However, one must also ask whether the current practice of education - which is more about providing answers, and more so, providing credentials required for a purposeful employment - is deviant from what education should do. One may or may not take an idealistic point of view; however, if we accept that our current social structure is less than optimal, and there is plenty of evidence to argue that way, there may be practical arguments in favour of reviewing how we educate and what we educate on.
Interestingly, there seems to be a worldwide consensus that the current system of education is not working. Talking about education makes political sense. It hits home with all kinds of voters. Some of the more memorable government policy initiatives in the Western world, Tony Blair's 'Education, Education, Education' agenda or George W Bush's 'No Child Left Behind' initiative, acknowledge the centrality of education in national policy. Beyond this, every successive election campaigns in developing or developed nations are defined by presentation of competing visions of education, from the left and the right, diverse in details but based on the acceptance that improvement of education is the only way will keep the respective nations competitive and progressive.
However, the fact that the same issues continue to persist election after election, the crime rates keep rising, more and more people stop voting and stop participating in the society, tells us that there is something wrong in the way we are approaching the question. The developing nations indeed copy the model that the developed nations hand out, bending with the ideological traditions that shape the policy in the western nations, trying to get more and more people in education and in jobs thereafter.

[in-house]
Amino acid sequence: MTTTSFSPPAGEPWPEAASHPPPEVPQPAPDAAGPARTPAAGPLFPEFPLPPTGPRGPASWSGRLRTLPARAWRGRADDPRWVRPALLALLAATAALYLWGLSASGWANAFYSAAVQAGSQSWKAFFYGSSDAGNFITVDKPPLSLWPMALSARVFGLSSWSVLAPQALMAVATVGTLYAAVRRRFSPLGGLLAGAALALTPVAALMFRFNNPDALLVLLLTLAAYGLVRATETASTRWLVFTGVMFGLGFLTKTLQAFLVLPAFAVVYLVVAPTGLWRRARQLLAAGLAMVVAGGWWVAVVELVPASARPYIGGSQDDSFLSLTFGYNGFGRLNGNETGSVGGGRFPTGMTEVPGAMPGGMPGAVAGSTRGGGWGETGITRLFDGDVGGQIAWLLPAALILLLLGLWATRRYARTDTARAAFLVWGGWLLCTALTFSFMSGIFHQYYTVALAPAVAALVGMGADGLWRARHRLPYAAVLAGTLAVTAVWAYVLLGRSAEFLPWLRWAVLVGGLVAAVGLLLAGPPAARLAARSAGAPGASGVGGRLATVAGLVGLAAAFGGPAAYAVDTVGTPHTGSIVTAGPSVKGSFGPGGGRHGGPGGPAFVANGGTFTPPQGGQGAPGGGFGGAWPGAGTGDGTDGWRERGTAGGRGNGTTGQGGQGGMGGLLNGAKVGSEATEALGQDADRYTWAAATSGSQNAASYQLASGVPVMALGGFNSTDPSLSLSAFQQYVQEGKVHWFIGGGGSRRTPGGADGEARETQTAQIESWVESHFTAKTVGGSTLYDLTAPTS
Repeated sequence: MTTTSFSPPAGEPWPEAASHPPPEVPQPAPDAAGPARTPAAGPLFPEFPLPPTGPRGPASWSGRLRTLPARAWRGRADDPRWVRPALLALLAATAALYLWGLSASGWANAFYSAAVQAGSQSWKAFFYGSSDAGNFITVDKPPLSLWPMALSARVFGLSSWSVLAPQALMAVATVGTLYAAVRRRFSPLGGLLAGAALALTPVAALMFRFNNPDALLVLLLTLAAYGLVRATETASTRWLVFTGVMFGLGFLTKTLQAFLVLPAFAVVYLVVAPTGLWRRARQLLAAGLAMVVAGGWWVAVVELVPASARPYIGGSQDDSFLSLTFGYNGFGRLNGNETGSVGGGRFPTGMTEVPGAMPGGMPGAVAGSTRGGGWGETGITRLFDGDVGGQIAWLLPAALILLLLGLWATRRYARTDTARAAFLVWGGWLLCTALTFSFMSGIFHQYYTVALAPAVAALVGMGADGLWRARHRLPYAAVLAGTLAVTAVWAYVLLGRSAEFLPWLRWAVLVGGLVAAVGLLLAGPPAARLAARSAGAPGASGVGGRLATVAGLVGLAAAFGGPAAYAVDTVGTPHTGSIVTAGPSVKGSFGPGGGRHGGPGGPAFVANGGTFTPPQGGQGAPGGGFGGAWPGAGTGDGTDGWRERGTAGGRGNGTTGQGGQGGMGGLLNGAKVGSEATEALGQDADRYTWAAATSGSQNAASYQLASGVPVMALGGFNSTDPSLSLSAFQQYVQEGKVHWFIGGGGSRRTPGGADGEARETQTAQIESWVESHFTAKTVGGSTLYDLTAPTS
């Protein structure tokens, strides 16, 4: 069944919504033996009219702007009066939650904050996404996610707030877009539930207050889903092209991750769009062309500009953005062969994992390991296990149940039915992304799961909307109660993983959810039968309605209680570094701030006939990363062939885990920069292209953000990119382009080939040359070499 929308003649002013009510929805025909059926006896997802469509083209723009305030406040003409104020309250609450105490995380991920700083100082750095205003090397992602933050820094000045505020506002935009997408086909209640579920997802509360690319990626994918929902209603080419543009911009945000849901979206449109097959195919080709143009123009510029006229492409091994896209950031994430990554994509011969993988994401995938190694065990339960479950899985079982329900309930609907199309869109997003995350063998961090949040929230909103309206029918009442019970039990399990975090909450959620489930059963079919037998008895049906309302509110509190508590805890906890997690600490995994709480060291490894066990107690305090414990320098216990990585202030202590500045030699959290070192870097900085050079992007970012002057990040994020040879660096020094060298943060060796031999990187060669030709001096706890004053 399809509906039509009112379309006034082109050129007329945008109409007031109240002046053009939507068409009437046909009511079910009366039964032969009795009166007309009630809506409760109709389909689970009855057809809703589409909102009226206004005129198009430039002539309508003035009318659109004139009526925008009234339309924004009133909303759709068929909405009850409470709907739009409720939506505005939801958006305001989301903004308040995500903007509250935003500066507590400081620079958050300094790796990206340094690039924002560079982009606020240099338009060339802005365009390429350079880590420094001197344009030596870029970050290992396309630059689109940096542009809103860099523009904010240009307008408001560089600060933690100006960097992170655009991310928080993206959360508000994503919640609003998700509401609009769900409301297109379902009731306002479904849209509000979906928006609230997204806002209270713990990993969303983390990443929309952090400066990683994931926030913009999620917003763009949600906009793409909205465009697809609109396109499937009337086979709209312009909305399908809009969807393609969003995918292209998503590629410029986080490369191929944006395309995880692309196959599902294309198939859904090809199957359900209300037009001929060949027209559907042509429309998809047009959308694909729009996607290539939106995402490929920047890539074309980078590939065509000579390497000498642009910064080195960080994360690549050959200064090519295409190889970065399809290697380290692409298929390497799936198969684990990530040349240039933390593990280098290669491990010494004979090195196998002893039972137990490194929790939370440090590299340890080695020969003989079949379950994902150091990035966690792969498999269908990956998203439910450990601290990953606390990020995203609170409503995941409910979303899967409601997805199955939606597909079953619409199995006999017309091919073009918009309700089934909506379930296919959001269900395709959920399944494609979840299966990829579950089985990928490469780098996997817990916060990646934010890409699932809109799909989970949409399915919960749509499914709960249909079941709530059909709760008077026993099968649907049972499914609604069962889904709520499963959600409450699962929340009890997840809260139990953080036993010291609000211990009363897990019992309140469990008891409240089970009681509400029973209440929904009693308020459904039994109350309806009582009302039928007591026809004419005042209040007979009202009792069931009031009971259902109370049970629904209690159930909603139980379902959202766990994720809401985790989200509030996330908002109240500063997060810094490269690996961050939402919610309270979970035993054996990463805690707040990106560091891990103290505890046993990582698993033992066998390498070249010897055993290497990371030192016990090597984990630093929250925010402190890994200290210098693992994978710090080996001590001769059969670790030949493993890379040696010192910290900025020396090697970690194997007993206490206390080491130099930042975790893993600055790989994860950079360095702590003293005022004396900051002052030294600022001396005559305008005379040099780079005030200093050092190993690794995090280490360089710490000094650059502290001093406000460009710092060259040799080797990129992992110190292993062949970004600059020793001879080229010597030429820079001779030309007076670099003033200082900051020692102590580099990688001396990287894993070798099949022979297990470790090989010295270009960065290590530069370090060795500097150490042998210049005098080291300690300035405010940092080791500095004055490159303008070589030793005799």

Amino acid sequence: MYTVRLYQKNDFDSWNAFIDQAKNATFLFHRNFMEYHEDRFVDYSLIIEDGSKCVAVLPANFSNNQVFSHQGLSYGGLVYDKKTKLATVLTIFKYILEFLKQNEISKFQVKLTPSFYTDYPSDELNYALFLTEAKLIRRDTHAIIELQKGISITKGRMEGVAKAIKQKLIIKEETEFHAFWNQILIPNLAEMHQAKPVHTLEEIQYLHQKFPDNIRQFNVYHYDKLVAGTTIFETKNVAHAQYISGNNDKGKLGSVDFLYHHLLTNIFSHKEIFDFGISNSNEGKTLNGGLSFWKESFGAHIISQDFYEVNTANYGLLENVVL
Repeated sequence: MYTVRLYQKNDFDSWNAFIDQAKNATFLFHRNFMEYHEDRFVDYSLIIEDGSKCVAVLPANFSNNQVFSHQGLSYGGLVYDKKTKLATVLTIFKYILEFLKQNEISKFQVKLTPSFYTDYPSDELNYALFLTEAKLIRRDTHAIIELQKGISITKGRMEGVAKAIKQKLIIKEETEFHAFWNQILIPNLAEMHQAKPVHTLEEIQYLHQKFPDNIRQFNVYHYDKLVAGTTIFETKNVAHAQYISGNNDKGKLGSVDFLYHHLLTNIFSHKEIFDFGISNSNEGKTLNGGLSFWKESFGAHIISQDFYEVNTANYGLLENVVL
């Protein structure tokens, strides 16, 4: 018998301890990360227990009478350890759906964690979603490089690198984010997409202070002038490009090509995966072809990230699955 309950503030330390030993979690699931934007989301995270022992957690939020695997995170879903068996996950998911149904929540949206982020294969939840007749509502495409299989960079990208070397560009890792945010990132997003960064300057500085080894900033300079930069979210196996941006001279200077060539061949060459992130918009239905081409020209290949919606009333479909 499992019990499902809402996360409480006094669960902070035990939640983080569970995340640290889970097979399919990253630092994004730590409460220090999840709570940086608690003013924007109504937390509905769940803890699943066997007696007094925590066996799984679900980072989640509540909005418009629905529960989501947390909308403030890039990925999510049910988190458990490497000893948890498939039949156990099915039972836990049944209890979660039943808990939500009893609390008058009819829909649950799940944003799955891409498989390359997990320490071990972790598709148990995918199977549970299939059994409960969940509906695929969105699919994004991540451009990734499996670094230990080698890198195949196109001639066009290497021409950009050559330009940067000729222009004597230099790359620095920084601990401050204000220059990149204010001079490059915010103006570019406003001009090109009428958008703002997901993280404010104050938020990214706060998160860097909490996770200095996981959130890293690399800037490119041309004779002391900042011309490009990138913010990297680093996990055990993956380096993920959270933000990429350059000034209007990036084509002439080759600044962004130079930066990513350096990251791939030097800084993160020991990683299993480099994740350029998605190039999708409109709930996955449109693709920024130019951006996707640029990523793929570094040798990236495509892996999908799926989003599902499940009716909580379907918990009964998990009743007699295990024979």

But, in this education fetishism, there is a subtle shift all too evident in public policy. Education has to provide answers, skills and jobs, and not the spirit of enquiry and openness that idealism demands. The purpose of education, some argue, is to be able to consider one's experience critically, but that is not something the State would want. The statist education will always be about conformance and acceptance of society as is. Indeed, as long as the state pays, the powers that be would define what education is meant to do. In recent years, the statist education is taking a backseat and allowing the space to education as a business, but only on the basis of a cosy understanding that this is also about preservation of status quo and not for encouraging critical thinking.
Education as a business has several shortcomings, starting with the measurability of the 'return' on education and therefore to 'price' it correctly. This is no trivial thing in a capitalist enterprise, because 'price' determines resource allocation and planning, and inability to price leads to inefficient resource allocation and subversion of priorities. So, education as a business does not represent a vast improvement on the statist sort, just a different alignment of priorities and a different set of inefficiencies. Raghuram Rajan, formerly of World Bank and now of the University of Chicago argues that one must address the issue of education - how and what and why - to address the 'fault lines' of our society. The inverted sense of priority that he argues is largely responsible for the current global crisis has arisen from the misalignment of education, he argues.
I am currently engaged in development of an education business model and I am sure these thoughts may sound a bit odd, coming from me. But these reflect my ongoing enquiry to find a new and improved model, and the fact that I am convinced that the current model isn't optimal. I would guess a lot of people will agree with me on this last bit.